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He used to climb in my car with a grim look on his face and ask me, “Do I have to go to school tomorrow?” He would collapse in his car seat, exhausted, as if it took his last bit of energy to make the ascent into our vehicle. If I didn’t respond immediately, he’d ask me again. This was not the boy I’d sent off to school in September. This despondent little guy was a stark contrast to the boy everyone outside of school knew and loved. Leo asked me this question every single day, without fail. I grew to both anticipate and dread it, because it broke my heart. I also grew to dread the taut smile of his teacher in the pick-up line as she approached my passenger side door with another white slip.The white slip would describe some incident, some nuisance behavior that had occurred that day: singing in class, fidgeting with found objects, tipping in his seat, drawing on another’s paper. These behaviors were not terrible, but they were mounting, and what bothered me most was the absence of any positive words about my son as she stood beside our car, within his earshot. Did she only see the restless, impulsive boy who asked questions out of turn and got on her nerves? Did she not recognize his creativity? His divergent thought process? His humor? His brilliance? What was he thinking as he sat there, defeated, listening to her recount his wrongdoings?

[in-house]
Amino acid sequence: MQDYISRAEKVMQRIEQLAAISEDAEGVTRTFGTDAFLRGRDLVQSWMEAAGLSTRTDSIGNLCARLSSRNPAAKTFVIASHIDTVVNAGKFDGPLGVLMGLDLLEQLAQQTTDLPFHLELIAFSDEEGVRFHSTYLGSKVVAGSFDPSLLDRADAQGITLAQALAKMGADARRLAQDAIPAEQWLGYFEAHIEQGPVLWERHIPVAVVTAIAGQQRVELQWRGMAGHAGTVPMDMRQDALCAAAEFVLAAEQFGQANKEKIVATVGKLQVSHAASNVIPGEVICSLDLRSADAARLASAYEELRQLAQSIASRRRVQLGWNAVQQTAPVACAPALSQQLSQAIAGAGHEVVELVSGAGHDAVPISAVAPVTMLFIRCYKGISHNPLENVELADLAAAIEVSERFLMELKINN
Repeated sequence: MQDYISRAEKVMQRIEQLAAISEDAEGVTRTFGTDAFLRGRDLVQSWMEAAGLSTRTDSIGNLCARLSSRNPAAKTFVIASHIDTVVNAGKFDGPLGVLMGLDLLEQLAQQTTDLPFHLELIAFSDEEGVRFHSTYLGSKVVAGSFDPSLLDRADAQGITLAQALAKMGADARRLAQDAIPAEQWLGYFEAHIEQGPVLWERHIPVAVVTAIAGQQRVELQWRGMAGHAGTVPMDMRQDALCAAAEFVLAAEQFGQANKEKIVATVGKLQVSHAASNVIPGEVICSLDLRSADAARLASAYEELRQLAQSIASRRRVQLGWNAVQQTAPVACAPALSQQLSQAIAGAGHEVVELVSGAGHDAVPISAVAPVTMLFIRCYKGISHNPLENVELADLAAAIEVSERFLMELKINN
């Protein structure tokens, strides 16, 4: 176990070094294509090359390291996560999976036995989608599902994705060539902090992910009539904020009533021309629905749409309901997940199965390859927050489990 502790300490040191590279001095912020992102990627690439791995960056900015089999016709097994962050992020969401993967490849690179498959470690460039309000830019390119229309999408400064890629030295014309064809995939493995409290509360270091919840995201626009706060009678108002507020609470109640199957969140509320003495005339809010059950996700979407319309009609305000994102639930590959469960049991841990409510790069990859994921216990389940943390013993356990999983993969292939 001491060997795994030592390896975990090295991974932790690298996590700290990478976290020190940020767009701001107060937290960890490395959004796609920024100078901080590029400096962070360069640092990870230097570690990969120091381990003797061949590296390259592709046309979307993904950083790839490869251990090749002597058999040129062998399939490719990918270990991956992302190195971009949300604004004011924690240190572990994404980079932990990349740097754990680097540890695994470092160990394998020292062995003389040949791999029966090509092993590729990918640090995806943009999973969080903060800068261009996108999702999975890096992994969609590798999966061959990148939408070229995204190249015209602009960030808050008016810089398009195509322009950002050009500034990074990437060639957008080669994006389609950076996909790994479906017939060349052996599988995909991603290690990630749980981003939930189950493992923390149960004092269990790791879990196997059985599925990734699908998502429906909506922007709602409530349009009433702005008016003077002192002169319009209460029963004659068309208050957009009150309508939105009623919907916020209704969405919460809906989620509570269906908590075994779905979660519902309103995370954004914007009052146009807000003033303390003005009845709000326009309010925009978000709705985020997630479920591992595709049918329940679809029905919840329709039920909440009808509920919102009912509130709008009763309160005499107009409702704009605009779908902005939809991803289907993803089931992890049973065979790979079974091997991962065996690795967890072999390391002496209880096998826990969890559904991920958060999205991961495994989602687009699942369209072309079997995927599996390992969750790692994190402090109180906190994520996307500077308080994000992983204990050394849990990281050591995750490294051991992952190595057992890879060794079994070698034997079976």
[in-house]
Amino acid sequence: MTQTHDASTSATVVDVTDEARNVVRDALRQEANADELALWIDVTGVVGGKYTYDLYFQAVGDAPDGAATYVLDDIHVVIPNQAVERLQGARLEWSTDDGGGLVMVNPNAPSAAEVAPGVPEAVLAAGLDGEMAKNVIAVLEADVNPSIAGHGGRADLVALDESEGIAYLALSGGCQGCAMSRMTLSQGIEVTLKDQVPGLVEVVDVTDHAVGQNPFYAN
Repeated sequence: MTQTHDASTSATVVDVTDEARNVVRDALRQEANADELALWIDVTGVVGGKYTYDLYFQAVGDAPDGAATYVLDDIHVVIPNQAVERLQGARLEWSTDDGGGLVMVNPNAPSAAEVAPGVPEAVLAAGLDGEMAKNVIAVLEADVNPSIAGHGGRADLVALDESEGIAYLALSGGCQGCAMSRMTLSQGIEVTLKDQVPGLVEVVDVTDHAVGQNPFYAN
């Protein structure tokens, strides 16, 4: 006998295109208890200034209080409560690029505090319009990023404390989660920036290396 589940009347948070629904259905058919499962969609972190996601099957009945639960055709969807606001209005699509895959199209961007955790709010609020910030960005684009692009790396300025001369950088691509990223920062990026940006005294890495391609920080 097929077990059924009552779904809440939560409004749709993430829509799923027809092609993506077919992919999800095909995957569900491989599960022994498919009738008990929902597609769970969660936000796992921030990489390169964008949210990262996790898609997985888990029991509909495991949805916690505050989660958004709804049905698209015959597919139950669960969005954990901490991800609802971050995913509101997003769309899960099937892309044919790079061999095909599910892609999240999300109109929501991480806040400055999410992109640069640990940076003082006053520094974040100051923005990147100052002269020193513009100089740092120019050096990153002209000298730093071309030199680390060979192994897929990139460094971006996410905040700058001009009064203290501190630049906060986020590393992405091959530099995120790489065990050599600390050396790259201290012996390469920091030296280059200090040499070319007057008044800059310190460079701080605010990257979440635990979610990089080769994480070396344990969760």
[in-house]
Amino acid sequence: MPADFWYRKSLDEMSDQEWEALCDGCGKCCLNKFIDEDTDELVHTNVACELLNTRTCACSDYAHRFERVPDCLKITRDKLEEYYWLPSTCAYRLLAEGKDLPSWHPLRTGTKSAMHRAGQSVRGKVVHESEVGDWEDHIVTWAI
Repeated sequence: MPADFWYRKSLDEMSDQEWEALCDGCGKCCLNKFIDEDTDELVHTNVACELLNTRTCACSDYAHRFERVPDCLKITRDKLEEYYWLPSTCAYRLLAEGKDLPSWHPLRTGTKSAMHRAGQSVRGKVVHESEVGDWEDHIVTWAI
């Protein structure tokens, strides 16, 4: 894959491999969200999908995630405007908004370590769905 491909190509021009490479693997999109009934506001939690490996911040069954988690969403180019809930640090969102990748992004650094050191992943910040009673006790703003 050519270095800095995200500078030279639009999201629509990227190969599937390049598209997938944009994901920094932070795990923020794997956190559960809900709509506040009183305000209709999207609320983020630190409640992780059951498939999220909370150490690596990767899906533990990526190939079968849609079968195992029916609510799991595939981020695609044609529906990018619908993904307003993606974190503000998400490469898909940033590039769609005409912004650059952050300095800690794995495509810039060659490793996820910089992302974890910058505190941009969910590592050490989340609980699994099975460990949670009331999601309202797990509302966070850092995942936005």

I spent last year scrambling to find an answer for him, because Kindergarten should not be this way. I unearthed my education and psych books from their box in my attic. I borrowed and purchased additional, more current, books. I reviewed all the research I could get my hands on that dealt with giftedness and twice exceptionality. I reached out to colleagues, former professors, and the online gifted community. Throughout this process, I communicated with the school. I was met with resistance every step of the way. I began to feel defeated myself but I continued to explore our options because my son’s happiness and love of learning was at stake. After much deliberation, Schizz and I decided to have Leo assessed. It was our hope that the results, from a professional in the field of education, might give us some leverage with the public school system, but when the results came in we knew any battles we would wage would be futile as he needed far more than what an already unwilling K-3 building could provide. My reading and research and reaching out to the online community began anew. We quickly decided to homeschool Leo, a path that we had never envisioned for ourselves but one that we embraced fully in order to help our child.
Well, what a difference a year makes. Leo is happy again; his joy of learning has been restored. Put simply: he is free. I know this is the right path for him and cannot imagine him anywhere else. I am so incredibly thankful for all of the support we have received from our family and friends, our village, and also to the new communities that have welcomed my family and our story with open arms.
We can best help children learn, not by deciding what we think they should learn and thinking of ingenious ways to teach it to them, but by making the world, as far as we can, accessible to them, paying serious attention to what they do, answering their questions — if they have any — and helping them explore the things they are most interested in.